GNOME nominated for the Mellon Awards for Technology Collaboration

Dear Foundation members,

I'm pleased to inform you that the Board has nominated GNOME for the
Mellon Awards for Technology Collaboration:

The submission looks as follows:

The GNOME Foundation would like to nominate the GNOME Project for
participation in the 2006 Mellon Awards for Technology Collaboration.
GNOME is a project to create a desktop environment for personal
computers based entirely on free software.  All of the software
produced by the GNOME Project is released under free software

GNOME was the first such project to make a concerted effort in the
areas of usability, accessibility, and internationalization.
Usability means that we keep people in mind when designing our
software.  Accessibility means that physically disabled people can use
our software.  Internationalization means that people of different
languages, cultures, and writing systems can use our software.

The GNOME Project's software is widely used in the public and private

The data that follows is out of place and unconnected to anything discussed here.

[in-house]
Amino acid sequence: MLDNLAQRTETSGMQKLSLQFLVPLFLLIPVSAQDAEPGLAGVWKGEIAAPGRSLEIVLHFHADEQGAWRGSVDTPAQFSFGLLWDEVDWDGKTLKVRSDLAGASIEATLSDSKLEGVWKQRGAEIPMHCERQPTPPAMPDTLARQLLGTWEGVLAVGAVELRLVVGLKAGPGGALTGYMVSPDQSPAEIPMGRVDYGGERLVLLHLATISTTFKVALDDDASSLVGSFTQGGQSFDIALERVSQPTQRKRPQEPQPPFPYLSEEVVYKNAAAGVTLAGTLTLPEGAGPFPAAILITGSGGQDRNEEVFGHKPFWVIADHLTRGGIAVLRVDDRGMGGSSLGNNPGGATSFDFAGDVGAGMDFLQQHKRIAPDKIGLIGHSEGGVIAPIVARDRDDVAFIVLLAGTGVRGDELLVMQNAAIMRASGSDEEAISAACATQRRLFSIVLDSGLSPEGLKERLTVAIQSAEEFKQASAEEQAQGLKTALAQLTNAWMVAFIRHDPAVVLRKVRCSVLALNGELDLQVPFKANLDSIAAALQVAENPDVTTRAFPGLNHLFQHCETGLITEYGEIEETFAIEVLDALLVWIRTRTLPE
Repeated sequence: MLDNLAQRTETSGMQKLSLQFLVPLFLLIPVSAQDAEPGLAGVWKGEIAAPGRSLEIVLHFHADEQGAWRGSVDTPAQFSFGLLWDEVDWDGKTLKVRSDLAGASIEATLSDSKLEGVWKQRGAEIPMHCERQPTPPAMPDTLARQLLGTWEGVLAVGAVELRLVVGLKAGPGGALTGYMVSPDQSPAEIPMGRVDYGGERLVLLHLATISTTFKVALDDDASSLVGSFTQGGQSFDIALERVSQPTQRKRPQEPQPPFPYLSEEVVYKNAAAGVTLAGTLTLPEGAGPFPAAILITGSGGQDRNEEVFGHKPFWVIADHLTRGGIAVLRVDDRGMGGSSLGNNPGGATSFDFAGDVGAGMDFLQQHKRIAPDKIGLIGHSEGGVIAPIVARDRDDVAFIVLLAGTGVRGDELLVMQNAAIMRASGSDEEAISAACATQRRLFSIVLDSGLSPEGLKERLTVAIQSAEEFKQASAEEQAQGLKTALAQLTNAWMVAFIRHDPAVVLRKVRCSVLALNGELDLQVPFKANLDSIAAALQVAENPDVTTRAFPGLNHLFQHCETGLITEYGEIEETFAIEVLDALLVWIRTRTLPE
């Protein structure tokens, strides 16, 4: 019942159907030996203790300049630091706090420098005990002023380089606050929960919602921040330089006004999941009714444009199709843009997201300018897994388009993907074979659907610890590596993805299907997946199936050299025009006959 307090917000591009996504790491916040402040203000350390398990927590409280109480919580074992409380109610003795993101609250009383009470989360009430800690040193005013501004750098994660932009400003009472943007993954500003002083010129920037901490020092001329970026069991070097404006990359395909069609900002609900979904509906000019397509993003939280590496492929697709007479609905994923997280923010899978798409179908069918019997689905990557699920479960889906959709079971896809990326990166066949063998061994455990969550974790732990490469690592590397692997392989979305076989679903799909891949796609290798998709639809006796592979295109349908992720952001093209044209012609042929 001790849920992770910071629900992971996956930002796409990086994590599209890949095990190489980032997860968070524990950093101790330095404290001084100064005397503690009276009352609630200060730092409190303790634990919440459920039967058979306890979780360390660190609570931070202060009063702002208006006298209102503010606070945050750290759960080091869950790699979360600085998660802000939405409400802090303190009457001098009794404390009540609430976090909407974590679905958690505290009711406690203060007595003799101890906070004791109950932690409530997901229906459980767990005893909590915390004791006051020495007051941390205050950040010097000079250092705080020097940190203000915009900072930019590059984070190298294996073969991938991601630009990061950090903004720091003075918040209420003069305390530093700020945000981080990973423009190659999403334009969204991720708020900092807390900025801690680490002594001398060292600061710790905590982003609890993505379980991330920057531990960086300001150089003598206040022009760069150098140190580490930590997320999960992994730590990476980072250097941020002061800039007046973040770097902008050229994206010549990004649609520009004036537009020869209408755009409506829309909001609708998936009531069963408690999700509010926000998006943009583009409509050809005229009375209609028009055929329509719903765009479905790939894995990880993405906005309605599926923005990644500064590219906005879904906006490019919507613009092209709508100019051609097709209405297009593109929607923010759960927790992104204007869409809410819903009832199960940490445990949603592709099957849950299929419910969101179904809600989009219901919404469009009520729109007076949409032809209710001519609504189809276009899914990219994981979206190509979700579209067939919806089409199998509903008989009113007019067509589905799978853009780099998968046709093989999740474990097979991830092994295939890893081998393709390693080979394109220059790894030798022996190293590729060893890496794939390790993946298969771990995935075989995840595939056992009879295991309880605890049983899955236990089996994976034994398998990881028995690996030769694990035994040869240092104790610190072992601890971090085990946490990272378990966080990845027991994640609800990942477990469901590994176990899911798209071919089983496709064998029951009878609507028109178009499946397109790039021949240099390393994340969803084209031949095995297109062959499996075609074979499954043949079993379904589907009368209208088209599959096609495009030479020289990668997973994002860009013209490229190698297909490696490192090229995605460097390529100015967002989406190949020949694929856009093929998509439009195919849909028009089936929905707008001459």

sectors in many countries, including schools and universities.  Spain
uses GNOME in the regions of Andaluc�and Extremadura, where an
estimated 400,000 students and teachers are able to use GNOME every
day.  The South Tyrol region in Italy uses GNOME for 16,000 students.
Macedonia uses GNOME in almost 500 computer labs in primary and
secondary schools.  India uses GNOME in about 2,800 schools, thus
serving 500,000 students.

GNOME's focus on usability has been a deciding factor for these
deployments:  GNOME understands that people should not need to be
computer experts in order to use computers.  Also, GNOME was the first
major free software project to support most of the world's written
languages, including those like Thai and Arabic which require
sophisticated text-handling functions.

Along with usability, GNOME has a commitment to accessibility, so that
physically disabled people can use their computers adequately.  GNOME
has built-in support for accessibility technologies such as Braille
readers and eye trackers.  No other software platform provides this
level of support for disabled people.

More recently, GNOME was chosen as the building platform for the 
One Laptop Per Child project, which intends to bring low-cost laptops
to primary students across the world.  GNOME is especially proud to be
part of OLPC.

In summary, we can say that the GNOME software is widely appreciated
as being useful for education, and it is actually used by hundreds of
thousands of students and teachers across the world!

Now, everyone keep their fingers crossed :)


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